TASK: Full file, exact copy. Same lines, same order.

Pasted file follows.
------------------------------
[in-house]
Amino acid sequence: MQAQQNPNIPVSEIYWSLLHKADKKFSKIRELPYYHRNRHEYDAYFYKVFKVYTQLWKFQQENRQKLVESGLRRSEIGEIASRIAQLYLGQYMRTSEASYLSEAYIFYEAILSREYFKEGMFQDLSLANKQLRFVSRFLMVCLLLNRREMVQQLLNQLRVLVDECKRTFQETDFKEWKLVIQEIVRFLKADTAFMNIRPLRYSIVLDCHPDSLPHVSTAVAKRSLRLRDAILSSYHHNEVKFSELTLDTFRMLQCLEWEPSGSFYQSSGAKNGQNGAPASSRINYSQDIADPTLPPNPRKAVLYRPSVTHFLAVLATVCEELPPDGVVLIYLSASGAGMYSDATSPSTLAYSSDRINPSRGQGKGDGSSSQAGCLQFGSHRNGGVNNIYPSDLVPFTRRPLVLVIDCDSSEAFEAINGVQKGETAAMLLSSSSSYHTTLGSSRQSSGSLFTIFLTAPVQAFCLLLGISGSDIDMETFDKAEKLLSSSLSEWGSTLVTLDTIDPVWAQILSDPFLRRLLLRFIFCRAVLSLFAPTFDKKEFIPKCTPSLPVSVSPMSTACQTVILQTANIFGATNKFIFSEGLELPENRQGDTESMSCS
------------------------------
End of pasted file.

[in-house]
Amino acid sequence: MQAQQNPNIPVSEIYWSLLHKADKKFSKIRELPYYHRNRHEYDAYFYKVFKVYTQLWKFQQENRQKLVESGLRRSEIGEIASRIAQLYLGQYMRTSEASYLSEAYIFYEAILSREYFKEGMFQDLSLANKQLRFVSRFLMVCLLLNRREMVQQLLNQLRVLVDECKRTFQETDFKEWKLVIQEIVRFLKADTAFMNIRPLRYSIVLDCHPDSLPHVSTAVAKRSLRLRDAILSSYHHNEVKFSELTLDTFRMLQCLEWEPSGSFYQSSGAKNGQNGAPASSRINYSQDIADPTLPPNPRKAVLYRPSVTHFLAVLATVCEELPPDGVVLIYLSASGAGMYSDATSPSTLAYSSDRINPSRGQGKGDGSSSQAGCLQFGSHRNGGVNNIYPSDLVPFTRRPLVLVIDCDSSEAFEAINGVQKGETAAMLLSSSSSYHTTLGSSRQSSGSLFTIFLTAPVQAFCLLLGISGSDIDMETFDKAEKLLSSSLSEWGSTLVTLDTIDPVWAQILSDPFLRRLLLRFIFCRAVLSLFAPTFDKKEFIPKCTPSLPVSVSPMSTACQTVILQTANIFGATNKFIFSEGLELPENRQGDTESMSCS